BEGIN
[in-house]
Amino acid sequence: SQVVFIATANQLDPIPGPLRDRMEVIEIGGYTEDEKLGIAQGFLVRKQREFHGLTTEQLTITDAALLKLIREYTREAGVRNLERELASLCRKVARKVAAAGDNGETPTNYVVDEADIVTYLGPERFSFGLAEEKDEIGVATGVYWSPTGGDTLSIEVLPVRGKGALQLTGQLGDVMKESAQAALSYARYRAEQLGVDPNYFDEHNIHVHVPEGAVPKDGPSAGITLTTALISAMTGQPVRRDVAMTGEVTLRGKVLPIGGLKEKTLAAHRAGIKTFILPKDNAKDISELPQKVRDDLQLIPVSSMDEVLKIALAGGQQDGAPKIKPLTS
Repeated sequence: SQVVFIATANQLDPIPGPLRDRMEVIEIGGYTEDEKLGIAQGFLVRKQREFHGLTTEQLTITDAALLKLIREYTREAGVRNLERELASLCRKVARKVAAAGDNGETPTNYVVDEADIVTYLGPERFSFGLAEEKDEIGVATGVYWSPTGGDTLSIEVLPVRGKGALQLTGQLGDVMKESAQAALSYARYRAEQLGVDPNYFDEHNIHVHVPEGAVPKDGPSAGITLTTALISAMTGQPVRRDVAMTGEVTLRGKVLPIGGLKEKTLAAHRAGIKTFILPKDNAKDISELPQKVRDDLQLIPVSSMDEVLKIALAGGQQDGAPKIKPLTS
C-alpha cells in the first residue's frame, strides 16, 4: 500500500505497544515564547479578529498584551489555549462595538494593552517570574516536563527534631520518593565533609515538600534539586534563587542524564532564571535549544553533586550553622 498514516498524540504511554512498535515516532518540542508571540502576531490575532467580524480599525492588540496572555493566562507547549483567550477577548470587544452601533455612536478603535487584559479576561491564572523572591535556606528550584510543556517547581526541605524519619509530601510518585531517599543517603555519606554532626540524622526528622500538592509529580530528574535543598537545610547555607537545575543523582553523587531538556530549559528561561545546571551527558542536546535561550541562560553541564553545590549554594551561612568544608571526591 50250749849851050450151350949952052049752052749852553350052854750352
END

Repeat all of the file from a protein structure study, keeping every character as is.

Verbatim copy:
[in-house]
Amino acid sequence: SQVVFIATANQLDPIPGPLRDRMEVIEIGGYTEDEKLGIAQGFLVRKQREFHGLTTEQLTITDAALLKLIREYTREAGVRNLERELASLCRKVARKVAAAGDNGETPTNYVVDEADIVTYLGPERFSFGLAEEKDEIGVATGVYWSPTGGDTLSIEVLPVRGKGALQLTGQLGDVMKESAQAALSYARYRAEQLGVDPNYFDEHNIHVHVPEGAVPKDGPSAGITLTTALISAMTGQPVRRDVAMTGEVTLRGKVLPIGGLKEKTLAAHRAGIKTFILPKDNAKDISELPQKVRDDLQLIPVSSMDEVLKIALAGGQQDGAPKIKPLTS
Repeated sequence: SQVVFIATANQLDPIPGPLRDRMEVIEIGGYTEDEKLGIAQGFLVRKQREFHGLTTEQLTITDAALLKLIREYTREAGVRNLERELASLCRKVARKVAAAGDNGETPTNYVVDEADIVTYLGPERFSFGLAEEKDEIGVATGVYWSPTGGDTLSIEVLPVRGKGALQLTGQLGDVMKESAQAALSYARYRAEQLGVDPNYFDEHNIHVHVPEGAVPKDGPSAGITLTTALISAMTGQPVRRDVAMTGEVTLRGKVLPIGGLKEKTLAAHRAGIKTFILPKDNAKDISELPQKVRDDLQLIPVSSMDEVLKIALAGGQQDGAPKIKPLTS
C-alpha cells in the first residue's frame, strides 16, 4: 500500500505497544515564547479578529498584551489555549462595538494593552517570574516536563527534631520518593565533609515538600534539586534563587542524564532564571535549544553533586550553622 498514516498524540504511554512498535515516532518540542508571540502576531490575532467580524480599525492588540496572555493566562507547549483567550477577548470587544452601533455612536478603535487584559479576561491564572523572591535556606528550584510543556517547581526541605524519619509530601510518585531517599543517603555519606554532626540524622526528622500538592509529580530528574535543598537545610547555607537545575543523582553523587531538556530549559528561561545546571551527558542536546535561550541562560553541564553545590549554594551561612568544608571526591 50250749849851050450151350949952052049752052749852553350052854750352